4 Steps to Consider Before Firing a Customer

4 Steps to Consider Before Firing a Customer

Identify and evaluate problem customers to determine when it’s time to restructure the relationship— or when it’s time to cut your losses and move on.

Put a stop to problem clients who take advantage of you, abuse you, or fall behind in payments. Appraise the cost of keeping the accounts, consider restructuring the way you conduct business, evaluate the benefits of customer
retention, and “fire” the customer if necessary.

Analyze your Accounts. Before you sever ties, gather your customer data in order to assess the costs and benefits of retaining your customer. Evaluate the cost of goods and profit margins for that customer, payment history, and the amount of time spent by you and your staff in dealing with the customer. You should come away with a clearer picture of the actual cost of doing business; you may find the account you thought yielded $100.00 per item or per hour is actually yielding much less.

Change the Way You Conduct Business. If a customer demands lower prices, will he agree to purchase in bulk in exchange for a lower unit price? A small discount for early payment might be incentive enough to get late-payers on track. Changing the way you provide services or goods may be better than cutting the customer off your list.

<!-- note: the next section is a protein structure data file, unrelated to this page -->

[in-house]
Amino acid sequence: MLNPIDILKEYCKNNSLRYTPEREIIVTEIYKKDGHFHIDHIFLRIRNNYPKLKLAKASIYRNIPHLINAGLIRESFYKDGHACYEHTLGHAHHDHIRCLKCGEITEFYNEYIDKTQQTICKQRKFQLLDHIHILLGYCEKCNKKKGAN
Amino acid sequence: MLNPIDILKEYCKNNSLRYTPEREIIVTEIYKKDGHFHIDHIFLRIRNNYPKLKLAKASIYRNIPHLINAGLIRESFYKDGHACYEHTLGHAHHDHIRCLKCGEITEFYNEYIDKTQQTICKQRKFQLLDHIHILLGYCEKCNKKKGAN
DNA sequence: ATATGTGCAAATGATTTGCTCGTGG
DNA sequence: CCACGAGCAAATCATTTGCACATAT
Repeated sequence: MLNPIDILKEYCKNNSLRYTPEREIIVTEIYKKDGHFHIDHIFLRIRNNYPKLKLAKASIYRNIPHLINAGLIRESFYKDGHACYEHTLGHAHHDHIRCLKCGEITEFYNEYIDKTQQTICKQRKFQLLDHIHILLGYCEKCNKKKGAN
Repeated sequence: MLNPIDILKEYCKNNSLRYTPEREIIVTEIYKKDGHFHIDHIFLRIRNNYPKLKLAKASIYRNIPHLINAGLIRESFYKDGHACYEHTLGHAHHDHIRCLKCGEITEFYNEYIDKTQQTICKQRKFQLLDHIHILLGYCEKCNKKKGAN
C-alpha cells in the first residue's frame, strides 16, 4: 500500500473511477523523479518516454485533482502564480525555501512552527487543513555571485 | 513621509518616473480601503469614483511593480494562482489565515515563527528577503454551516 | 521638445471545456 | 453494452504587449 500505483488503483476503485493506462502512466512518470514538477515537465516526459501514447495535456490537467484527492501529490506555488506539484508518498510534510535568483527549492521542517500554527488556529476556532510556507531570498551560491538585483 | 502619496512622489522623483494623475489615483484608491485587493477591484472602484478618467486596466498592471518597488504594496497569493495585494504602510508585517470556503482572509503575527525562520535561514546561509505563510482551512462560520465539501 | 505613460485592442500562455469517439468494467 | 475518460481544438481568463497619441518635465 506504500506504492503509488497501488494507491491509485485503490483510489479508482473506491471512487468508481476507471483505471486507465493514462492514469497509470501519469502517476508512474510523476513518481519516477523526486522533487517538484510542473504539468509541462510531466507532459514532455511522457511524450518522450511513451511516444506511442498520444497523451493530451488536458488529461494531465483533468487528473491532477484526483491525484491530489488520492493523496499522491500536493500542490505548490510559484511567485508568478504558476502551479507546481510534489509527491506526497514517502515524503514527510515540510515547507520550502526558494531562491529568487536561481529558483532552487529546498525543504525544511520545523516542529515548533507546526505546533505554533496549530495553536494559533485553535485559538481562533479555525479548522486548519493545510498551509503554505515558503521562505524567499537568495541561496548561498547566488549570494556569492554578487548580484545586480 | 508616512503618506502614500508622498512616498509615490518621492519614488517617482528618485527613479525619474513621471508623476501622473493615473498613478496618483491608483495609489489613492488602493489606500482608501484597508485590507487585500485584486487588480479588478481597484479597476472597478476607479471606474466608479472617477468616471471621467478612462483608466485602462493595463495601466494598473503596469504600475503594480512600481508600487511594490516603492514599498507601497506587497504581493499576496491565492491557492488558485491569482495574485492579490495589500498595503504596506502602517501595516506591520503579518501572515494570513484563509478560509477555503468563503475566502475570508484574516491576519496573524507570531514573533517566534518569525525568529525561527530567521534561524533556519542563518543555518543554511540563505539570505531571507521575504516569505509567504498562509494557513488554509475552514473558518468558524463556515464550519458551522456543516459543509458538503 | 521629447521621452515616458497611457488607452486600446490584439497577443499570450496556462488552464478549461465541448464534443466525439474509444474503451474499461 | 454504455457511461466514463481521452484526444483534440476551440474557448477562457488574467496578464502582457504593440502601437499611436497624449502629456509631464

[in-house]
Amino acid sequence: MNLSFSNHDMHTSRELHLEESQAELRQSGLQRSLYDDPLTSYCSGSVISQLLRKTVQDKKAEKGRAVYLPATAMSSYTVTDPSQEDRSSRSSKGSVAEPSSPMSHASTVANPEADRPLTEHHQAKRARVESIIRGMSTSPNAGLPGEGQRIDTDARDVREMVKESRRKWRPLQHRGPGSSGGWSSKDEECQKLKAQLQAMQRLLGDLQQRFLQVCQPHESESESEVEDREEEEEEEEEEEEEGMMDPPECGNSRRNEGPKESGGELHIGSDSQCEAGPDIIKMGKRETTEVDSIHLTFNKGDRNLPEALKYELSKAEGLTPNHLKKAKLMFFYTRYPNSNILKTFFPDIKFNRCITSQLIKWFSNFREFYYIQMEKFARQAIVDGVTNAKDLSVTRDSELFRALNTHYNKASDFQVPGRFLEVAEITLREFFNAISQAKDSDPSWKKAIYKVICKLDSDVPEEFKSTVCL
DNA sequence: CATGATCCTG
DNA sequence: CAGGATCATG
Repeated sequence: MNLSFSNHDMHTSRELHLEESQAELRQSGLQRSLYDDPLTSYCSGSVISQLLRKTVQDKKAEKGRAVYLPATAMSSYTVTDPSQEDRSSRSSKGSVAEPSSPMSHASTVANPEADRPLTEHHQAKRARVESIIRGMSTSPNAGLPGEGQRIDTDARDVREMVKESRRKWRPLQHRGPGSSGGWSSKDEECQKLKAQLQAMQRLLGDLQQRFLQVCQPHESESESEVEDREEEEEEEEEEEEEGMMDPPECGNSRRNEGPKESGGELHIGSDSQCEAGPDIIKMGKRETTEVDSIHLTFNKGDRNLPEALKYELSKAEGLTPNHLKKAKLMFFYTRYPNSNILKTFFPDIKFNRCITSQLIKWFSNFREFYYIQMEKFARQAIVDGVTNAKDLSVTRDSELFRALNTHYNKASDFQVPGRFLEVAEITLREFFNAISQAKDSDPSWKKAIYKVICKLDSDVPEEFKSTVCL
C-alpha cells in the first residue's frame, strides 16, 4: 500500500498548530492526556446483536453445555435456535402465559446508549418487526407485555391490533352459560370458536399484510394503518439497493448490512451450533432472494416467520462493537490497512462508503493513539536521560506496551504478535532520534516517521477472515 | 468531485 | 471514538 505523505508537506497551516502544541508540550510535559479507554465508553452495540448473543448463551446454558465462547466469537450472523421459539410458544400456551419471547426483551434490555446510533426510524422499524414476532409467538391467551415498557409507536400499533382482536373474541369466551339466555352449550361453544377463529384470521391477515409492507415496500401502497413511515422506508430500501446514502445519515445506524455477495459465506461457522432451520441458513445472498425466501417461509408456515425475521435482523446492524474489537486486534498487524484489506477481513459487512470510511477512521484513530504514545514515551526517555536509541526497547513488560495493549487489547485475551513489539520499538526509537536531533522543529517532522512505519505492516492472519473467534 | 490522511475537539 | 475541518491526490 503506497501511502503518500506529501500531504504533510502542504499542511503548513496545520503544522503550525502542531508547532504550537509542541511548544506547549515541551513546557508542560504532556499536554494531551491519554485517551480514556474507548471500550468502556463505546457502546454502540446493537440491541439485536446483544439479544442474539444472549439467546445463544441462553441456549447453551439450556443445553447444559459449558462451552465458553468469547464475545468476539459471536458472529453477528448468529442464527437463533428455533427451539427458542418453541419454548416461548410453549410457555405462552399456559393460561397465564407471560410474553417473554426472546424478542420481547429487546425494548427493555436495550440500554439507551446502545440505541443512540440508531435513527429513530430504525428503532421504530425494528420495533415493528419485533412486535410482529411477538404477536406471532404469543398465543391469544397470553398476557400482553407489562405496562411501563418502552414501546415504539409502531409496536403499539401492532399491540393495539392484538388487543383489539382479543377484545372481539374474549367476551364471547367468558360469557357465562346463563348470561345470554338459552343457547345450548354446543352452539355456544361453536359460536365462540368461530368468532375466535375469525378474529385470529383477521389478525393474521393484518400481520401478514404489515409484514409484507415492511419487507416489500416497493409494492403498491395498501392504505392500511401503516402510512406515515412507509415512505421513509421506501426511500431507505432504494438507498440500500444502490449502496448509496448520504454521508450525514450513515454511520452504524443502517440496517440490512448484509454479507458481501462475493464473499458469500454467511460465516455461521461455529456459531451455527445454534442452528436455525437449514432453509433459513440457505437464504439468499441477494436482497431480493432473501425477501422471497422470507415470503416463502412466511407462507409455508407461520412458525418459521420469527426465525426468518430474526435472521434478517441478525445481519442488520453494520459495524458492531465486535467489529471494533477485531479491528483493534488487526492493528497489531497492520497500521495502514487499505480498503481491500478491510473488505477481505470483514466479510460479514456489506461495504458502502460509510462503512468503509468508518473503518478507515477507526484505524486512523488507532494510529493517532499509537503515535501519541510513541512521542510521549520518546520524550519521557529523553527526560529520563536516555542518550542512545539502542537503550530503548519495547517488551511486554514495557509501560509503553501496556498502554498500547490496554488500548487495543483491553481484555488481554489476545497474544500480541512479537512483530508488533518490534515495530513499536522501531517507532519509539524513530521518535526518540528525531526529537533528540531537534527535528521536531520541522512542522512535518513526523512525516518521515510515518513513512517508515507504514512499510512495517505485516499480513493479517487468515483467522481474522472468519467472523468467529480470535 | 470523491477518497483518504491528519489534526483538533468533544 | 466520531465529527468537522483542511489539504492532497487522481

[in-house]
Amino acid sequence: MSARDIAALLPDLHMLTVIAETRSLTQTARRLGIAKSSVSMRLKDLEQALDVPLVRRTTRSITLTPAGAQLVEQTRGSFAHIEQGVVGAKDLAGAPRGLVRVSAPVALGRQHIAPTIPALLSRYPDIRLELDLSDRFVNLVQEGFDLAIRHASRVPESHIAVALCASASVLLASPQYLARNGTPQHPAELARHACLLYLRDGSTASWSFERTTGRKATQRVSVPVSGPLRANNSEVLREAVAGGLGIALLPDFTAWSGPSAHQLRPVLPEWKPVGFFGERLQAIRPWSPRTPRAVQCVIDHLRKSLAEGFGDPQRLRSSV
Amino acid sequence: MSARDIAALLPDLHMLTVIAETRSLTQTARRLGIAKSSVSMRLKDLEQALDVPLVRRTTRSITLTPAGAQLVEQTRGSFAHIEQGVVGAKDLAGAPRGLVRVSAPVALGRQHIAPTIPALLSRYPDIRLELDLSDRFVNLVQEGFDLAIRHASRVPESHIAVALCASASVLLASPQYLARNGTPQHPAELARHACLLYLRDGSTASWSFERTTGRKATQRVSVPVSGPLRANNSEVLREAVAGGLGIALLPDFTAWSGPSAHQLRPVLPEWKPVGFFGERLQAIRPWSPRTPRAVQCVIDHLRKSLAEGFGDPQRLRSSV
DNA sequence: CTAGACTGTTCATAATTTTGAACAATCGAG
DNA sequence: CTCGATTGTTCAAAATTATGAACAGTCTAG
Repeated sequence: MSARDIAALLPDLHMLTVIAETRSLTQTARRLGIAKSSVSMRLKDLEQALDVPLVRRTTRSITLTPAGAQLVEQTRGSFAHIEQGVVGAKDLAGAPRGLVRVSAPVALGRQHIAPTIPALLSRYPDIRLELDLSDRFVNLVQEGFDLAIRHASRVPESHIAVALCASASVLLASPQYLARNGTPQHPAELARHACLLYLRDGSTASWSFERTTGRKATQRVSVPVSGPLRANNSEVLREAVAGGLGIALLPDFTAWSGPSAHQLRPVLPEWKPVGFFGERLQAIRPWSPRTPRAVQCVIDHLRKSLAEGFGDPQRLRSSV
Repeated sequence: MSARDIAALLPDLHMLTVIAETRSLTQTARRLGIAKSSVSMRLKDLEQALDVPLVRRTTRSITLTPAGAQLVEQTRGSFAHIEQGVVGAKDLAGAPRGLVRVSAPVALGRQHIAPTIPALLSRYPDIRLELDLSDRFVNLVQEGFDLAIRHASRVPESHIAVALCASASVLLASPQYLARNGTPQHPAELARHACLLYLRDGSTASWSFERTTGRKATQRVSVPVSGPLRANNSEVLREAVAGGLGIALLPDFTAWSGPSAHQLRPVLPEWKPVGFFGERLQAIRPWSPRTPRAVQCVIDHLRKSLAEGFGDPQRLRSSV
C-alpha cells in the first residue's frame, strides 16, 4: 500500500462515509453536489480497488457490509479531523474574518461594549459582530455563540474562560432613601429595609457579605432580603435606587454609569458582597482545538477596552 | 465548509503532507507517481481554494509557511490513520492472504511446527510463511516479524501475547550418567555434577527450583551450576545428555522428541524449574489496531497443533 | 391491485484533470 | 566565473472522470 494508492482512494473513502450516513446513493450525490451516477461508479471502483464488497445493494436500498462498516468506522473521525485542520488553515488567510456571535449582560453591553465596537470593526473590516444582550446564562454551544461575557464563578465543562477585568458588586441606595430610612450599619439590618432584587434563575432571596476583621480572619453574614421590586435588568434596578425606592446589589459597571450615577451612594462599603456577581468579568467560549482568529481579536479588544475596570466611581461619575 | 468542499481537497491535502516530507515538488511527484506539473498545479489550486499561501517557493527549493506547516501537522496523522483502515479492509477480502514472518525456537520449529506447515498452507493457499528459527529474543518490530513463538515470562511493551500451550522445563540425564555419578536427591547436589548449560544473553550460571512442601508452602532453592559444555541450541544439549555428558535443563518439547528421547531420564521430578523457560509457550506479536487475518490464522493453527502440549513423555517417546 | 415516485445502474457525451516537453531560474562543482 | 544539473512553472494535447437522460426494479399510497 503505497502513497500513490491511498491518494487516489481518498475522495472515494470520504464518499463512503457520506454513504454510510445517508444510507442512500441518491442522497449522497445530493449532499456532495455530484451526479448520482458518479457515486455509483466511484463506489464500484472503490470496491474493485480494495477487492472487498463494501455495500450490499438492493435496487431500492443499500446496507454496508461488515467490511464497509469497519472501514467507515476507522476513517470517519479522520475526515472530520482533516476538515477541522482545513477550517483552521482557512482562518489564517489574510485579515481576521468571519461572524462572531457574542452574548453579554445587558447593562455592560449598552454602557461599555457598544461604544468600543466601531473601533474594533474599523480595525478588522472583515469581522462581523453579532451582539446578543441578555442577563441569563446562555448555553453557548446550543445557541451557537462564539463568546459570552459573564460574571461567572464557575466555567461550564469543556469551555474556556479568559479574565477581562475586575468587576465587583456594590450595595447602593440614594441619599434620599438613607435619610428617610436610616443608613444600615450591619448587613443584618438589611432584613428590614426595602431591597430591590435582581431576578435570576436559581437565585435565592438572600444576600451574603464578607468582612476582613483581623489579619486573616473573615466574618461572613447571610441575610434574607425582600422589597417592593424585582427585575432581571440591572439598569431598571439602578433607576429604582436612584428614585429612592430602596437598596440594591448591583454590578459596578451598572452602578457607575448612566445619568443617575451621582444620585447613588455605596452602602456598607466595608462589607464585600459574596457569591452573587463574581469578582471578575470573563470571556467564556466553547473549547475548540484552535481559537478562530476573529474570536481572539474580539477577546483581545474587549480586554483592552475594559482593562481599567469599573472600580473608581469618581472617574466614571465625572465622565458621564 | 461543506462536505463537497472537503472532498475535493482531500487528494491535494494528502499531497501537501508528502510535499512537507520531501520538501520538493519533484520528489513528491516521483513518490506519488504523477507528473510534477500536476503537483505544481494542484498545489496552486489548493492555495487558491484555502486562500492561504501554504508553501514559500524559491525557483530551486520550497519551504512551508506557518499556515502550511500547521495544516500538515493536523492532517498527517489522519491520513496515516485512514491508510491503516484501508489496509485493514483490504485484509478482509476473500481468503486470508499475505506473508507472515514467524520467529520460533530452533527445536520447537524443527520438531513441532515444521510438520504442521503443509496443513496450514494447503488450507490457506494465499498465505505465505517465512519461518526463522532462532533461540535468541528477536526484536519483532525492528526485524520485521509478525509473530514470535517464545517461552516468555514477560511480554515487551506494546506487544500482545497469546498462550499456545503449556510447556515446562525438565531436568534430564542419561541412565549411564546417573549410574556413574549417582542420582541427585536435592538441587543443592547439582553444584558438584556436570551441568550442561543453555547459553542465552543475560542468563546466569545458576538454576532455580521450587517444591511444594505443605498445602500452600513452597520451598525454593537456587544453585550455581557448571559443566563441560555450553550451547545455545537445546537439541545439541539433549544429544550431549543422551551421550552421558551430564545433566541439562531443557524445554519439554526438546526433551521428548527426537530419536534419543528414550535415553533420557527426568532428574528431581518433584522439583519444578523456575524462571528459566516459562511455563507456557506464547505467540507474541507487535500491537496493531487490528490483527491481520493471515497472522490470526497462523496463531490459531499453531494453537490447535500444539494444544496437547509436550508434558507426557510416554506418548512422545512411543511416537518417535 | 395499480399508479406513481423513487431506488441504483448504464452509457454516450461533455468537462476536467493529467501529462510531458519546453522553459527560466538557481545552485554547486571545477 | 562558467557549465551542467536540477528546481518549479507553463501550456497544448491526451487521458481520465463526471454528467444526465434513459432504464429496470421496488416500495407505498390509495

Other Benefits to Consider. If an account is unprofitable, is there another purpose the client is serving? A local bank providing a small loan to a retailer may not generate much return, but the customer may “talk up the bank” to everyone who comes into the store, and refer many good customers. If the customer was an early supporter of your business or continues to bring new customers to you, consider that as well. Also consider the percentage of business, but don’t let it deter you from saying goodbye. It may be difficult to lose 25% of your income, but consider the results if you replaced that client with one or two who are easier to work with — and more profitable.

Fire Your Customer. If you conclude you would be better off without a customer, be as tactful and diplomatic as possible. Explain that you are not in the position to meet certain service expectations without raising your costs; that you have worked to satisfy a complaint or provided full restitution and there is nothing more that can be done; or that you must discontinue providing goods and services until those outstanding invoices are paid. Then use the time and energy you save to market yourself to new and better clients.

If you don’t have the time or resources to accomplish this, we can help you identify and select an appropriate resource to get the job done. Contact us.